Nigel Farage, the former leader of Brexit and current advocate for financial reform, has issued a stark warning about the dangers of a cashless society, citing the way a vengeful government treated Canadian vaccination mandate protestors as a possible future.
In response to the attempt to debank him personally, Nigel Farage has been advocating against woke businesses. This experience made him aware of how pervasive this issue is growing in the United Kingdom. He has shown himself to have become a target of politically driven debunking, but there are also larger problems with financial institutions overcorrecting against “politically exposed persons.” The punishment of those who use cash in their everyday lives, which is part of a bigger movement towards a cashless society, maybe the most pervasive. Banks penalize these individuals for their company or personal practices.
Farage issued a caution against a shift to entirely digital currency, saying doing business online would subject the general population to government scrutiny of every expenditure, which might have catastrophic repercussions. This week, the Brexit leader said to GBNews: “Look, that’s what happened in Canada. Recall the Canadian truck drivers. Many individuals who had been conducting their company lawfully for years opposed the unexpected introduction of a vaccination requirement. What did Justin Trudeau, the prime minister, do after their peaceful demonstration in Ottawa? Their bank accounts were frozen by him. You know, there are a lot of horrifying ways that this may be abused.”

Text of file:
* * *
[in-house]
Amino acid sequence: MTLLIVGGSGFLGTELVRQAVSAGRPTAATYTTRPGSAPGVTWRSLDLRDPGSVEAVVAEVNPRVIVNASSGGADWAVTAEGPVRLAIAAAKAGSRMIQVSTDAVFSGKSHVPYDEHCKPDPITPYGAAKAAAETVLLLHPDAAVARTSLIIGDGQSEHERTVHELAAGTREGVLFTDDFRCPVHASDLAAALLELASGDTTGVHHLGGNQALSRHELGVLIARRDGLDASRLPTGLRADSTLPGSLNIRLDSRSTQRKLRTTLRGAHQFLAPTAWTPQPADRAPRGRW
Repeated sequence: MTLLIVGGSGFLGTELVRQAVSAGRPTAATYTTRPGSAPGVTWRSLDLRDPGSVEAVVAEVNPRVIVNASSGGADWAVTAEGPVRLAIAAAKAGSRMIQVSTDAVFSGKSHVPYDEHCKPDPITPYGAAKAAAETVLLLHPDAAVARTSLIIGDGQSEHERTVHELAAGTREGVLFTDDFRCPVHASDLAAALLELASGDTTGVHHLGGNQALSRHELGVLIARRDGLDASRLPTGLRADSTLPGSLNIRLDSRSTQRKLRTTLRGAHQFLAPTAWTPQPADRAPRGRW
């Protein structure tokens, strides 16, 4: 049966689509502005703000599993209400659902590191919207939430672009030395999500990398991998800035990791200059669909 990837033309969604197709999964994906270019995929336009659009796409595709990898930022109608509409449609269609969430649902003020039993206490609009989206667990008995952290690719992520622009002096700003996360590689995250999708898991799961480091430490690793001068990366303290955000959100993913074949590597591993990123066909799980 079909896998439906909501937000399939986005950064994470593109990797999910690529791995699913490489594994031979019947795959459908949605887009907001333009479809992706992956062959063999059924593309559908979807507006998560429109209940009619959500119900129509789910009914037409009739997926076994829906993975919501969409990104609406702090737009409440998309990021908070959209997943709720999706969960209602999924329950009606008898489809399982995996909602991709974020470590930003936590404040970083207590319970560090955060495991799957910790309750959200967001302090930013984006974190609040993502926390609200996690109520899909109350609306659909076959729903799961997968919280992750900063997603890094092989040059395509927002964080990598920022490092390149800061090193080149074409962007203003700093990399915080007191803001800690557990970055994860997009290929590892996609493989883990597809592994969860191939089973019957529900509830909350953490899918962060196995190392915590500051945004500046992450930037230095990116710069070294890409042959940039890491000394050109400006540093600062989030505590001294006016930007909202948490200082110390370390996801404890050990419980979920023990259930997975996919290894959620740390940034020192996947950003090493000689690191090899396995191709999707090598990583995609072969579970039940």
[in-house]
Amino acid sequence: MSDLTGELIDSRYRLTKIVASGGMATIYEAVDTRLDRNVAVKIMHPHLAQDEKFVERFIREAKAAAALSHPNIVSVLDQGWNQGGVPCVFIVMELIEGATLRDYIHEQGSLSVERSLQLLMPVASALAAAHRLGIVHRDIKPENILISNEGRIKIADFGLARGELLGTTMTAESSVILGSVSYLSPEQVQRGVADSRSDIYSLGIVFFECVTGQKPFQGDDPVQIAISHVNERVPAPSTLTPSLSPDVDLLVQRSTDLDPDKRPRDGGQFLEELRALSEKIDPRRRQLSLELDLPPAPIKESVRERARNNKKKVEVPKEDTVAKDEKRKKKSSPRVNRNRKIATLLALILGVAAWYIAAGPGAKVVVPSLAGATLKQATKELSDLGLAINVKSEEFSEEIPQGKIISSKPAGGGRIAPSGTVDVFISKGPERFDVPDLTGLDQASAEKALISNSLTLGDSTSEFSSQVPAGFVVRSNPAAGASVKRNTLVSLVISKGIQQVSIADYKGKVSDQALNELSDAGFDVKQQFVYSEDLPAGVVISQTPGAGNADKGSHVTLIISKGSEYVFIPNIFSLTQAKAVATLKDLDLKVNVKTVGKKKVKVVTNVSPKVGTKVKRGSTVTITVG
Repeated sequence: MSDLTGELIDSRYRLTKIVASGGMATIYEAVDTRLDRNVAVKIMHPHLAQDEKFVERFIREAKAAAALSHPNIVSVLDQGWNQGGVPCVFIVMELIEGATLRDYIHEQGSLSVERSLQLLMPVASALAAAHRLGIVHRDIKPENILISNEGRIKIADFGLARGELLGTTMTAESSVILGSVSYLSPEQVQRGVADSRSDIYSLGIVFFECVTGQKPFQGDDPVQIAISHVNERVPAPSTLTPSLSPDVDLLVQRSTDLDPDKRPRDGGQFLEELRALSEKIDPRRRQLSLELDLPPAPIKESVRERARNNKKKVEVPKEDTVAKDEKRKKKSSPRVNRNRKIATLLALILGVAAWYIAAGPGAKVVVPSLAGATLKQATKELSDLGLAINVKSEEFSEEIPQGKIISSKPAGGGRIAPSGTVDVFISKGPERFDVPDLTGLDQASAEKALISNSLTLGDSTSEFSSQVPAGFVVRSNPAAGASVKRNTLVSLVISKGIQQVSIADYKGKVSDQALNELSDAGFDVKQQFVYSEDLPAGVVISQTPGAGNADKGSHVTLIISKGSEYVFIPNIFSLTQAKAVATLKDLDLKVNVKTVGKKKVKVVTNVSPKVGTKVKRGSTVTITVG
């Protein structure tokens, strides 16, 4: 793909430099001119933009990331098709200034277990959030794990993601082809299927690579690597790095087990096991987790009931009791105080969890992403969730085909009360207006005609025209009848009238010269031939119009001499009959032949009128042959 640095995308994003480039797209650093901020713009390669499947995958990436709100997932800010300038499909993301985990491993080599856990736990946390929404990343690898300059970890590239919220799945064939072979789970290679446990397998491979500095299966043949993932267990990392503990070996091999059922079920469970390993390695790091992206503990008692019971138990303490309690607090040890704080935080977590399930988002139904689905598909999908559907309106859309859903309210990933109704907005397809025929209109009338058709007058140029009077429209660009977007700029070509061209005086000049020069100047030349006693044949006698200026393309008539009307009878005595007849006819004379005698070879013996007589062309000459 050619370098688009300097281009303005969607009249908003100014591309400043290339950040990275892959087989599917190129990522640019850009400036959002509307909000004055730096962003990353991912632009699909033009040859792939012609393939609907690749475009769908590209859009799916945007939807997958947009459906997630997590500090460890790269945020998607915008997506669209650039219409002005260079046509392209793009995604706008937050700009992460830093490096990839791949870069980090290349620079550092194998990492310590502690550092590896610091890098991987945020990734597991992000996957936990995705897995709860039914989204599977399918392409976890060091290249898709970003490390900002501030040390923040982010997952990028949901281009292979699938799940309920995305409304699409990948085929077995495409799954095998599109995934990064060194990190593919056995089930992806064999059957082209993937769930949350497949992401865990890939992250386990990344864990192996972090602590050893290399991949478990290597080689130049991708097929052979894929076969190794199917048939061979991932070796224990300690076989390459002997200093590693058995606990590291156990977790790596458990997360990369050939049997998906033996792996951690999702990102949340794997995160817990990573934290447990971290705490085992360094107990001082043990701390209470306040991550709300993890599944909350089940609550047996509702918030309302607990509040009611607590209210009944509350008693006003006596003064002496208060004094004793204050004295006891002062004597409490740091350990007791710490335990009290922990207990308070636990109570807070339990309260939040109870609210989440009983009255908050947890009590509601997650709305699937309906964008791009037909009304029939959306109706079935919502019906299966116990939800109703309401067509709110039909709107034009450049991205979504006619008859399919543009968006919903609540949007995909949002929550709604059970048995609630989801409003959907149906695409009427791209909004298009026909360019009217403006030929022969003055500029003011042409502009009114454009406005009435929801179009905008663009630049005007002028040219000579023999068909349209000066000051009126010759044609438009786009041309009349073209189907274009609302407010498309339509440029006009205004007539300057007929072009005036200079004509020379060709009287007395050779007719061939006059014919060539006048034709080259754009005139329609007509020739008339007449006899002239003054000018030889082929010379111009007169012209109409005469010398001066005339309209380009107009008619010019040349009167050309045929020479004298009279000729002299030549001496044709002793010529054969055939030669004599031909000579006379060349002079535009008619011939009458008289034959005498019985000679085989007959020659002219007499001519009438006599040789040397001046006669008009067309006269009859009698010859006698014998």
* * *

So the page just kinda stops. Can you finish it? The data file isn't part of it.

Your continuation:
“The largest Canadian banks’ trade association stated this week that banks would strive to implement a federal emergency order freezing truckers’ as well as their parent firms’ bank accounts.” This was according to a MarketWatch story from the time.
The metro liberal elite, as they are frequently referred to in British political debate, may think contactless payments are an absolute no-brainer, but the reality is far different in the other parts of the country—and that is before you could even consider worries about personal security. “You are in London, you travel around London, and all you have to do is tap using your card,” Farage added. However, if you leave London and enter our rural and seaside villages, the reality is very different.”
“Cash must continue to exist for practical and personal security reasons, which have Big Brother implications. It’s not hard to imagine what I want to hear the chancellor from the exchequer say after that: ‘Legal tender will continue to be legal tender,’ plain and straightforward.”